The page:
August 7, 2019
South Texas is experiencing record-setting heat indexes coupled with the absence of significant rainfall, driving up the latest Texas Drought Monitor issued Aug. 1.
The new numbers indicate at least three South Texas counties, parts of Duval, Webb and Zapata, have now been elevated to a D2 severe drought level.
Parts of Brooks, Jim Wells, Kleberg, San Patricio, and Nueces counties are now labeled as in D1 Moderate drought status while 10 othersSouth and southwest Texas counties have been elevated to D0, which is abnormally dry status, according to the latest U.S. Drought Monitor.
Overall, the Drought Monitor indicated Texas was nearly 93-percent normal and seven percent abnormally dry at the beginning of the calendar year (2019). As of Aug. 1, the state is 76 percent normal, 23 percent abnormally dry, with 4.3 percent in moderate drought and .42 percent in severe drought status.
The U.S. Monthly Drought Outlook for Texas in August indicates the ‘drought tendency’ this month is likely to persist or increase for nearly 90 percent of the state.
According to the National Weather Service, precipitation across Nueces County is down 5.3 inches from the normal average with most of the shortage experienced over the last 90 days. Meteorologist Tyler Caspillo, Corpus Christi National Weather Service, says a majority of South Texas counties are experiencing drought conditions. He says the hardest hit may be Webb County. As of Aug. 5, Laredo is trailing its average rainfall to date by just over 7.5 inches while nearby Cotulla in La Salle County is down nearly 9.6 inches.
While there are no official NOAA/NWS climate reporting stations in Duval or Zapata counties, Caspillo says rainfall shortages for the year are similar to those reported in Webb county. “It’s shaping up to be a dry summer."
As fields and pastures continue to dry, drought coupled with windy conditions has warranted burn bans in the following counties: Colorado, Refugio, San Patricio, Kleberg, Willacy, Brooks, Jim Hogg, Zapata, and Star.
Near Lake Jackson, firefighters are working to contain a 160-acre wildfire, while a 60- acre wildfire north of Victoria in Lavaca County is fully contained according to reports. A total of 14 wildfires in Texas are either burning or have been contained or partially contained this week as dry conditions persist, mostly across central, southern and western regions of the state.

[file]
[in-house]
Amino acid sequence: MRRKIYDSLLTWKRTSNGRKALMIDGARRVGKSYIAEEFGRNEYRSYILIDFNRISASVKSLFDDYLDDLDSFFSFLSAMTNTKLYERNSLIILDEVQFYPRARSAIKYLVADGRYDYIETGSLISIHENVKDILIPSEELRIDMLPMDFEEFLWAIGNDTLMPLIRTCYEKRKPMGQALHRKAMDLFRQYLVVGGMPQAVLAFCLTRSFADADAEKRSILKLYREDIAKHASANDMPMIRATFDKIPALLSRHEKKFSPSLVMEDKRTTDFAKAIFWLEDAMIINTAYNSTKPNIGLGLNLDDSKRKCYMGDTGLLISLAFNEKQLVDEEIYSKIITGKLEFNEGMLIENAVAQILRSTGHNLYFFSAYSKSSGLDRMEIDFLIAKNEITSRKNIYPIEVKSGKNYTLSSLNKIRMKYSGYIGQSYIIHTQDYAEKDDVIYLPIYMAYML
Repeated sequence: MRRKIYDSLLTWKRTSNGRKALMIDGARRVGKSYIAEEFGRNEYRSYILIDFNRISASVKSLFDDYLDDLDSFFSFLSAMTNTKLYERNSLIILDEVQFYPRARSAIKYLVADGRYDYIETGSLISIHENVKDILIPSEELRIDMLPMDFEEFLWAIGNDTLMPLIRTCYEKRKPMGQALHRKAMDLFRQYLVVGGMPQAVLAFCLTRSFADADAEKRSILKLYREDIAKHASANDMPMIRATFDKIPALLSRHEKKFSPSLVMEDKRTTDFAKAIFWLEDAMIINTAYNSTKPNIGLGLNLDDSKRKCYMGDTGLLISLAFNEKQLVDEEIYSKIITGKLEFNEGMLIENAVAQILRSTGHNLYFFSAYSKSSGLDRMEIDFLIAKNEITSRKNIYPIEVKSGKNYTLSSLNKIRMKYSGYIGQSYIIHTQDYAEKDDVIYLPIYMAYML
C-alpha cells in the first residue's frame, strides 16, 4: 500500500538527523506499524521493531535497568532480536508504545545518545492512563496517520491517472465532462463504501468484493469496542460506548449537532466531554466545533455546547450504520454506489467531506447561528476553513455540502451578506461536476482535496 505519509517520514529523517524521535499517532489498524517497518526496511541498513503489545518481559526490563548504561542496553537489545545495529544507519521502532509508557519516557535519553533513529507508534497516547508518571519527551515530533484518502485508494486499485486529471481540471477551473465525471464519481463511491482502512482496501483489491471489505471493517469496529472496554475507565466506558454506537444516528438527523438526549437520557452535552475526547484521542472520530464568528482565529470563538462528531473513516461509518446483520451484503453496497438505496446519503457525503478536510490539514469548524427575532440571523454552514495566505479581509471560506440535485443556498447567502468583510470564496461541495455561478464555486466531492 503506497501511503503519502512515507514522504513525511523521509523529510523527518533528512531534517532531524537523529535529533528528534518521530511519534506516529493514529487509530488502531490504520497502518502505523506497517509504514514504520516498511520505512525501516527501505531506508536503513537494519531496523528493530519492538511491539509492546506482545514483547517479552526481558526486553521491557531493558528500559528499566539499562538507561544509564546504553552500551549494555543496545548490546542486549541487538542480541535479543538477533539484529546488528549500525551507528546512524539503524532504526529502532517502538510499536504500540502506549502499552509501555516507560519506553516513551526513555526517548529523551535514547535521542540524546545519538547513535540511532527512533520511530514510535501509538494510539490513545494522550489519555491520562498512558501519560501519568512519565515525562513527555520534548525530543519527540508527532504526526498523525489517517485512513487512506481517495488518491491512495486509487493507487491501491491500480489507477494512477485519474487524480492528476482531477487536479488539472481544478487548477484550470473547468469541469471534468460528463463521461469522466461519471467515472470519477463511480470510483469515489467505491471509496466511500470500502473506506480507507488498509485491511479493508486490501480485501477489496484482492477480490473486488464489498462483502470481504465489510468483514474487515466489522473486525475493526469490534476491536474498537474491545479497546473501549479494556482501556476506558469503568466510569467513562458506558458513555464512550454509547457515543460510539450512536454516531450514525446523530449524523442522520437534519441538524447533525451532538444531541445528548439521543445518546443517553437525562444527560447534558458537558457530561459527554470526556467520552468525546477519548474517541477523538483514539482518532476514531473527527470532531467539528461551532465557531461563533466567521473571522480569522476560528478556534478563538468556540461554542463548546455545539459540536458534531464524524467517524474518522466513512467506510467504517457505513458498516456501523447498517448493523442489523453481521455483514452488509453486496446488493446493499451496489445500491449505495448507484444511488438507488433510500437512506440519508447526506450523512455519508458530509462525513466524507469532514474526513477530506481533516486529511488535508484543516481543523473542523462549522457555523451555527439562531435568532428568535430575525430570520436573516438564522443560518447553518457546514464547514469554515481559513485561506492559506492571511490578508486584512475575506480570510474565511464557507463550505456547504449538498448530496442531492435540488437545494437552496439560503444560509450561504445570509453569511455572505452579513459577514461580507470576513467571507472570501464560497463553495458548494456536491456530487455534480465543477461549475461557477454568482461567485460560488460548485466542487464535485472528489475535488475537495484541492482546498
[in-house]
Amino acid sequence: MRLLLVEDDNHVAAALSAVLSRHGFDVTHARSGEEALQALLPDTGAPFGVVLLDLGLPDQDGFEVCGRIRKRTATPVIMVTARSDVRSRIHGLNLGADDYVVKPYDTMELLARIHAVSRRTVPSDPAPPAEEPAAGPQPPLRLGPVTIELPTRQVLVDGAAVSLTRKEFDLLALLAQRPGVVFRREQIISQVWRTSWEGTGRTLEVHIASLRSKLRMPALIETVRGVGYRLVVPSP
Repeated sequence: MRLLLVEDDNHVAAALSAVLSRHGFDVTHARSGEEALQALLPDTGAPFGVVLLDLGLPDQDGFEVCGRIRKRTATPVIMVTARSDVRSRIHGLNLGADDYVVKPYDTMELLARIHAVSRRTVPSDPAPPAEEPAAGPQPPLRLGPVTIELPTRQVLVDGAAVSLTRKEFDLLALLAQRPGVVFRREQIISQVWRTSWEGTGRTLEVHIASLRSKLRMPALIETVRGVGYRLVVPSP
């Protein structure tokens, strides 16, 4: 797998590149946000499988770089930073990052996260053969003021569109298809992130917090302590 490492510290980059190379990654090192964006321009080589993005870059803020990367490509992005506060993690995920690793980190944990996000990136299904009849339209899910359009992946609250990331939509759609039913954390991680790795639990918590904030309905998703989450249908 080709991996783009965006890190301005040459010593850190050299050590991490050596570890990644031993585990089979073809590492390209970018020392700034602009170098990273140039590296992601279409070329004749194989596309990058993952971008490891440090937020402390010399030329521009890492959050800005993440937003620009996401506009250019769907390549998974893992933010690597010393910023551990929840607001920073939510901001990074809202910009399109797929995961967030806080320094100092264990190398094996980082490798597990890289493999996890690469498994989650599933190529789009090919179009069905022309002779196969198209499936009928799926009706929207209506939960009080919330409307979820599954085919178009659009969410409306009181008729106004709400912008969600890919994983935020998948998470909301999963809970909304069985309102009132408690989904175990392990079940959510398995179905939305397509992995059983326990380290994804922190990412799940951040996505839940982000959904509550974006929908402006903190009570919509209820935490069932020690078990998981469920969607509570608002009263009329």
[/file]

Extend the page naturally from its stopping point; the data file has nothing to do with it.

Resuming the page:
Over the last week, light showers ranging from a half-inch to more than an inch-and-a-half, have interupped cotton harvest in the Lower Rio Grande Valley.
“Currently, about a third of our cotton farmers have harvested, another third are in the burndown phase and maybe that many more who planted late or have late varieties and are still three to four weeks away from harvest,” said Danielle Sekula, Texas A&M AgriLife Extension IPM coordinator, Weslaco, in a phone interview with Southwest Farm Press last week.
Yields for early harvested cotton have yet to be confirmed, says Sekula, but the irrigated fields “looked good” while dryland acre conditions vary across the region.
“We’re still having light pressure from whiteflies in a couple of hot spots but mostly we’re seeing only moderate pest pressure at worst,” Sekula says
San Patricio County Texas A&M AgriLife Extension Service Agent Bobby McCool says dry conditions are worsening in part of the Coastal Bend.
“We’re into the harvest process now with late-planted cotton soon to follow. Any rain that falls now may be too late to help some growers,” McCool says
Meteorologist Dale Nelson in Corpus Christi says a high-pressure system riding over much of the state last week was the cause of dry conditions and searing heat in South Texas. In Nueces County, temperatures ranged in the low to upper 90s but the heat index ranged between 103 degrees to 113 degrees.
“It’s pretty dry and getting worse,” Nueces County Texas A&M AgriLife Extension Service Agent Jason Ott reports.
Sekula says some cotton growers who late-planted or replanted could use another rain.
“But it’s a mixed bag,” she says. “Those growers would like to have another inch or two before they harvest but others harvesting and those burning cotton down would like to get the crop out of the field before that should happen.”
She says August and September can be wet months in coastal regions as tropical systems push moisture north out of the Gulf of Mexico. By late August, and especially into September, approaching cool fronts from the northwest can collide with Gulf moisture and stir up heavy rainstorms.
But with a drying pattern in play across the region, no one is speculating whether famine or flood could be the watchword over the next 60 days.
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